Guilty pleasures?

Is it wrong?

I’m researching Amazon birds while drinking coffee — coffee being one of many crops destroying these gorgeous creatures’ habitat.

But I am at Cold Smoke Coffeehouse drinking Papua New Guinea, grown nowhere near the Amazon rainforest, though I’m sure there’s destruction going on there as well. But anyway, some of the proceeds from the coffee sold at Cold Smoke goes to supporting El Porvenir, a small nonprofit providing clean water and sanitation to Nicaraguans. I always thought Cold Smoke’s slogan was simply a punny comment about what happens when one drinks too much coffee: “Drink Coffee. Give Water.”

Photo on 8-19-16 at 1.27 PM

So is that supposed to make me feel less guilty? It doesn’t.

Guilty as charged, your honor!

But I’m supposed to be avoiding caffeine as it may exacerbate hot flashes, according to renowned women’s health expert Dr. Christiane Northrup.

So what’s a guilty, aging, coffee-loving girl to do?

Exercising the Distraction Devil

I’m just back from a lovely 25+ mile bike ride and it’s clear how exercise helps with ADD. I feel energized and happy and ready to get to work.

Experts say (and I know from experience) that ADDers required to sit in one place for long periods of time can get quite fidgety and distracted. Any sort of exercise, even getting up and taking a short walk, can help redirect an unfocused mind.

“Think of exercise as medication,” Dr. John Ratey told ADDitude magazine.

Associate clinical professor of psychiatry at Harvard Medical School and co-author of “Driven to Distraction” (which I highly recommend, by the way), Ratey continued:

“For a very small handful of people with attention deficit hyperactivity disorder (ADHD ADD), it may actually be a replacement for stimulants, but, for most, it’s complementary — something they should absolutely do, along with taking meds, to help increase attention and improve mood.”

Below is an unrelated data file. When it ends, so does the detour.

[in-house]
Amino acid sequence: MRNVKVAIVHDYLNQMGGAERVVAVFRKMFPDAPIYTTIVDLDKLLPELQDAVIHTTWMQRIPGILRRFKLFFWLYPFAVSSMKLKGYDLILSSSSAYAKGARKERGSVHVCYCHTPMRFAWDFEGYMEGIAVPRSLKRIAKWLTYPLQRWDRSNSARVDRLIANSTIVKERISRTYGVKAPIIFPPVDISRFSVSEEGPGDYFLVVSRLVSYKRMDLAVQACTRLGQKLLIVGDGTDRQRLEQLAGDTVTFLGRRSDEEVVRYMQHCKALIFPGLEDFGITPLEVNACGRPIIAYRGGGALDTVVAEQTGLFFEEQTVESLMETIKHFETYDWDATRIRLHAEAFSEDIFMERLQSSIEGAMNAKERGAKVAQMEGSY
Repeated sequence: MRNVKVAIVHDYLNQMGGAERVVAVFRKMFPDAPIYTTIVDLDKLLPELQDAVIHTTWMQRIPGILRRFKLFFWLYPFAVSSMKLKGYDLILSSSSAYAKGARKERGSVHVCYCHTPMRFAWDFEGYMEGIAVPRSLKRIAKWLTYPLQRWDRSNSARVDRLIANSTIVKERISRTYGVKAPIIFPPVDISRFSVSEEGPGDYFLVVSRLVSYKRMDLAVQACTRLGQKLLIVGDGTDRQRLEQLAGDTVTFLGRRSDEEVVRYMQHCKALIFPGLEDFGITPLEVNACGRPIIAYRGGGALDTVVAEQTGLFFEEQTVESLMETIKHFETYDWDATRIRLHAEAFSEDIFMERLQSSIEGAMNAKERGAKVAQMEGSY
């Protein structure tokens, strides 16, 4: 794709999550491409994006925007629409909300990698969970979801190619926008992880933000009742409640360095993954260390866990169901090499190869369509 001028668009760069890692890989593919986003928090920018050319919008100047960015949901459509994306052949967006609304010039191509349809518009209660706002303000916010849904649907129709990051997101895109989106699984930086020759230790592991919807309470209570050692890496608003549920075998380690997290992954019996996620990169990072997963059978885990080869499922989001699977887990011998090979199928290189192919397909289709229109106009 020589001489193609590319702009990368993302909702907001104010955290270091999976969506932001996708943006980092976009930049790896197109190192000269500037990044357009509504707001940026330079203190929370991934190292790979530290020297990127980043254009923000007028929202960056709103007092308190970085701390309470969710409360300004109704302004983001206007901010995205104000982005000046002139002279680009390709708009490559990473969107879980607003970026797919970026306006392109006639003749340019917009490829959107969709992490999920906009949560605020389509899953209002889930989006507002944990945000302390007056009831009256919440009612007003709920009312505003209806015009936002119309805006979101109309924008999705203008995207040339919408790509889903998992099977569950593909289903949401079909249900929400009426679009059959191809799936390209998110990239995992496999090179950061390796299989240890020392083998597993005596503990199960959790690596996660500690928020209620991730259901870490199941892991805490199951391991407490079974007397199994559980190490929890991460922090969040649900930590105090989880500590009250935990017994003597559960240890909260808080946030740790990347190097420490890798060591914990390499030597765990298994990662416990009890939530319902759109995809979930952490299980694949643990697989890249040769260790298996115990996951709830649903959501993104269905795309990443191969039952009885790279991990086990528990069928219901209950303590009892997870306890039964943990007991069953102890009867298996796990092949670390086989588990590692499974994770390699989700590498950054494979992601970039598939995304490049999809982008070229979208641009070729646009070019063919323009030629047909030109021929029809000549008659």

I know for me, the task of sitting still to write anything longer than a tweet can be excruciating.

This week, I was working on a short magazine story. After conducting four interviews, I was ready to sit down at my computer and punch out about 700 words.

Unfortunately, I just couldn’t stay focused on the story for more than an hour or so at a time. I washed dishes then wrote a little. Poured more coffee, wrote some more. Ate lunch, read the newspaper and played a computer game before typing up a few more paragraphs. Then I watered the garden.

At least the gardens weren’t dry, the kitchen was clean and my stomach was full.

People with ADD, myself included, are not only apt to daydream or lose concentration, but they can also become hyperfocused. When I’m in hyperfocus mode, it’s generally a good thing because it means I’m being productive. There are downsides, however.

When I’m in the zone, I tend to lose track of time.

Yesterday, for example, I had about an hour to pay a few bills online before taking the orange monster cat to the vet at 10 a.m. Before I knew it, it was 10 minutes to 10 and the feline was still out roaming! Fortunately we were able to wrangle him up, get him packed in his crate and I was only a few minutes late for his appointment.

When hyperfocused I also tend to shut out the world. Someone can speak to me and I hear his voice, but the meaning of his words don’t register. This infuriates my significant other. And I can’t say I blame him. But I’m working on it … really I am.

For now, I guess I can be content that the story has been submitted and I can get back to blogging since I started this post around noon. And now it’s past time for bed.

Um, what was I writing about again?

 

 

 

Despite the Quietude

“You may delay, but time will not.” Benjamin Franklin

It’s just too easy to procrastinate when this is one’s “office.”

Photo on 7-30-14 at 11.42 AM

The Office

Just sayin’.

But as Ford and Chrysler’s Lee Iacocca once said: